We’re shown around the brewery by former head brewer Josef Tolár, who is now officially retired, but like several others I’ve met in similar positions, clearly unable to stay away from the place. Though Budvar is in many respects a big modern brewery currently turning out some 1.5million hl a year, several aspects of the production process are striking in their adherence to traditional practices and old fashioned ideas about quality. You can’t help but wonder what view a private firm with shareholders to please would take on some of this, especially one that happened to be the world’s biggest brewer.

Our first stop is at a pair of big white tanks storing water drawn from the brewery’s own 300m-deep artesian wells. All the water used – both brewing liquor and cooling and cleaning water – now comes from this source. Next up is the handsome 1985 brewhouse with gleaming copper-clad vessels set in a big white-tiled hall. There are two interconnected mash tuns that work together to provide the traditional decoction mash, a lauter tun and a kettle. Despite the relative newness of the kit, the brewhouse still uses open lautering, with hot wort from the mash tuns gushing from a line of taps into a trough that drains into the lauter tun. Josef invites us to taste this comfortingly malty liquid, which has a rounded sweetness still recognisable in the final product.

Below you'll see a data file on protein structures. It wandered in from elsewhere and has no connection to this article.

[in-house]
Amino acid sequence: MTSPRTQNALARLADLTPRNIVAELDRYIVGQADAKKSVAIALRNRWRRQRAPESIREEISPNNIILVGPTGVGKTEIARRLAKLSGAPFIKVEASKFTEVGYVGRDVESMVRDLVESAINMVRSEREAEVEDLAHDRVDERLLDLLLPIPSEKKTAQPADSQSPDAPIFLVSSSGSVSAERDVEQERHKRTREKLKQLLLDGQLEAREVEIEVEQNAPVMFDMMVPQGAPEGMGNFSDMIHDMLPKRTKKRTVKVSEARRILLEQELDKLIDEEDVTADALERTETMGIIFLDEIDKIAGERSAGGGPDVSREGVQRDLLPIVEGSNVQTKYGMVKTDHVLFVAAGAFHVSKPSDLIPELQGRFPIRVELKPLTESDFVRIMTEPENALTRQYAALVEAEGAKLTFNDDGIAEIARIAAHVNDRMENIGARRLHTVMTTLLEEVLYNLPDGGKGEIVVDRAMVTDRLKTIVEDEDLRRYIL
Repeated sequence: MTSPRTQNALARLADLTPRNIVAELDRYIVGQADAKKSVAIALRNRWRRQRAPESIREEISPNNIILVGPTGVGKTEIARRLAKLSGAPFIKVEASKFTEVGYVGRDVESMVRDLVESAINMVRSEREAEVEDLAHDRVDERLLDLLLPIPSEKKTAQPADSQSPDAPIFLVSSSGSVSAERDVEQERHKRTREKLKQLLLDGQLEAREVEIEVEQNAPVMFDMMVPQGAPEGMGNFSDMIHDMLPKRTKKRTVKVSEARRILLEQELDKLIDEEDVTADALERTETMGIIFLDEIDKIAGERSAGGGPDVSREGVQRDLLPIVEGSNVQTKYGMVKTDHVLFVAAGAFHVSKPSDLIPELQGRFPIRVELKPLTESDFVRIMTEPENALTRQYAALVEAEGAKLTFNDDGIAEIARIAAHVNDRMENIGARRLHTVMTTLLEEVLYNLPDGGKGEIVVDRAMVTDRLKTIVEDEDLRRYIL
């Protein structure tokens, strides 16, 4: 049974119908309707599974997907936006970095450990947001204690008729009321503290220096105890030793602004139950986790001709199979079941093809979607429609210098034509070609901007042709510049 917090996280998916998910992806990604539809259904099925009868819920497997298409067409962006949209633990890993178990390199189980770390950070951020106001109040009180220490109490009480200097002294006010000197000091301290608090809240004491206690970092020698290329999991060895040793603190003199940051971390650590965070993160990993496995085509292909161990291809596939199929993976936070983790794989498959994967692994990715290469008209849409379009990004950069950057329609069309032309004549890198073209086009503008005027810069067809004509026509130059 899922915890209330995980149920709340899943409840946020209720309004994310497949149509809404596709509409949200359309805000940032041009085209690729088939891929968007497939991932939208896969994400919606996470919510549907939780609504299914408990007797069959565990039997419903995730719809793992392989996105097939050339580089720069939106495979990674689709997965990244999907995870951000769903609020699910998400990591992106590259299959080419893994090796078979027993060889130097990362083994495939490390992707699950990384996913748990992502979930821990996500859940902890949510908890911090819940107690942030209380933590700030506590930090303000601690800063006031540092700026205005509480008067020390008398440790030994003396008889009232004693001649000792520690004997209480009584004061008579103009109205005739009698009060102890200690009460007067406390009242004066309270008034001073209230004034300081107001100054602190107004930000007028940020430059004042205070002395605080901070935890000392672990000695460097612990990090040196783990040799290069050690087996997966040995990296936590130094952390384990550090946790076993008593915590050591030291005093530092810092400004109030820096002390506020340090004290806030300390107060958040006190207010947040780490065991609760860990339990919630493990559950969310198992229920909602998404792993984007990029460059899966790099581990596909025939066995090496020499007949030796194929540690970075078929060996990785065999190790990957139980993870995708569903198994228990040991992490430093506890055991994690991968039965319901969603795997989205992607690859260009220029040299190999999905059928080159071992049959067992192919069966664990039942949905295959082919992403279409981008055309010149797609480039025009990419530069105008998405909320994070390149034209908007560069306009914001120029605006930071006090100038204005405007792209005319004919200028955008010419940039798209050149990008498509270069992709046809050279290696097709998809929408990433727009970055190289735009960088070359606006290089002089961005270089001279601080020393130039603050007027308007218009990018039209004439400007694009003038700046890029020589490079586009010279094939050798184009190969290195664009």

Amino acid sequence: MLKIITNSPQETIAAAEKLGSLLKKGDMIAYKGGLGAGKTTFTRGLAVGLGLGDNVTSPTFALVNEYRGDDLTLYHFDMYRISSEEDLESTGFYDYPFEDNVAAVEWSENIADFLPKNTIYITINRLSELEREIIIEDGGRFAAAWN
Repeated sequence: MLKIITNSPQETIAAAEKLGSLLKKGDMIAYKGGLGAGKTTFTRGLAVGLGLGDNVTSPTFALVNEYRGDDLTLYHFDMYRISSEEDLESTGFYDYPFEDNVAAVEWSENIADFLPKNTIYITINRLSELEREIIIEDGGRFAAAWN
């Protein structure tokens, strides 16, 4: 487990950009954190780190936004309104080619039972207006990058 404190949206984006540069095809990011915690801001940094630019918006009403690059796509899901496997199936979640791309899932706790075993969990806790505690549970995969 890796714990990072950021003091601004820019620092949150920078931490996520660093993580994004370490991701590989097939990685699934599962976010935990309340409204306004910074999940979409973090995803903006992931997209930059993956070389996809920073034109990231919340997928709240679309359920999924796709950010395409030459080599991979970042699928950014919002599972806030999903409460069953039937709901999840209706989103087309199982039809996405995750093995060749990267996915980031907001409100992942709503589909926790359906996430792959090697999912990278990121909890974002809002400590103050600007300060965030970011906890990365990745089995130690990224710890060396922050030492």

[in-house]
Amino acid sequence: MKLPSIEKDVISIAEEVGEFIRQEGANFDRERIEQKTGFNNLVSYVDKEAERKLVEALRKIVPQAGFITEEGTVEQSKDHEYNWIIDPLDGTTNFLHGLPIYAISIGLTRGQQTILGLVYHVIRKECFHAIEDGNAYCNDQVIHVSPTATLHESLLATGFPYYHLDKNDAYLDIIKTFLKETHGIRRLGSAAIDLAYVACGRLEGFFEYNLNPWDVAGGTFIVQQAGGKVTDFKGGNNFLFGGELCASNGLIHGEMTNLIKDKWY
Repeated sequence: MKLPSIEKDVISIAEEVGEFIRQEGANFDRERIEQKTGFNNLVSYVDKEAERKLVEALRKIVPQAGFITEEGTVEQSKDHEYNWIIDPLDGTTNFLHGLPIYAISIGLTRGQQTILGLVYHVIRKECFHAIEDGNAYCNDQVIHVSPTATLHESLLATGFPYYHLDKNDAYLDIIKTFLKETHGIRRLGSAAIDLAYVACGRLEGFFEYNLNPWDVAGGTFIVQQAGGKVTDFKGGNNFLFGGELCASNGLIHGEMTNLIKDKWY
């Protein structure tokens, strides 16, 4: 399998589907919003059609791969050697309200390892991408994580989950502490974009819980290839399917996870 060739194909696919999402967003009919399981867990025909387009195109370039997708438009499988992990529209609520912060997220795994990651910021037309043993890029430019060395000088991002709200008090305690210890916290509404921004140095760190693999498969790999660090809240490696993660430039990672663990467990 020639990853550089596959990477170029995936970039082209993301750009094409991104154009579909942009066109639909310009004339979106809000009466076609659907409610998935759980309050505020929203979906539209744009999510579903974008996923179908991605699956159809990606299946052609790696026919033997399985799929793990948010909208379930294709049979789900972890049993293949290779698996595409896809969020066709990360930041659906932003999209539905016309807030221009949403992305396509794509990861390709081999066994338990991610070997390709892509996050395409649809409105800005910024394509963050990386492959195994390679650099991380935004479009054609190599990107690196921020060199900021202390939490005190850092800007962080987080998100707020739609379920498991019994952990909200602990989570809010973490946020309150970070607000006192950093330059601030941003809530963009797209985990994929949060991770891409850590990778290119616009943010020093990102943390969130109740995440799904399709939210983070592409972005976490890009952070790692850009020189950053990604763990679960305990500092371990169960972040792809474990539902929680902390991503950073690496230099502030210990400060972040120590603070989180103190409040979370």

Retired Budvar head brewer Josef Tolár with one of the key ingredients, whole leaf Žatec (Saaz) hops.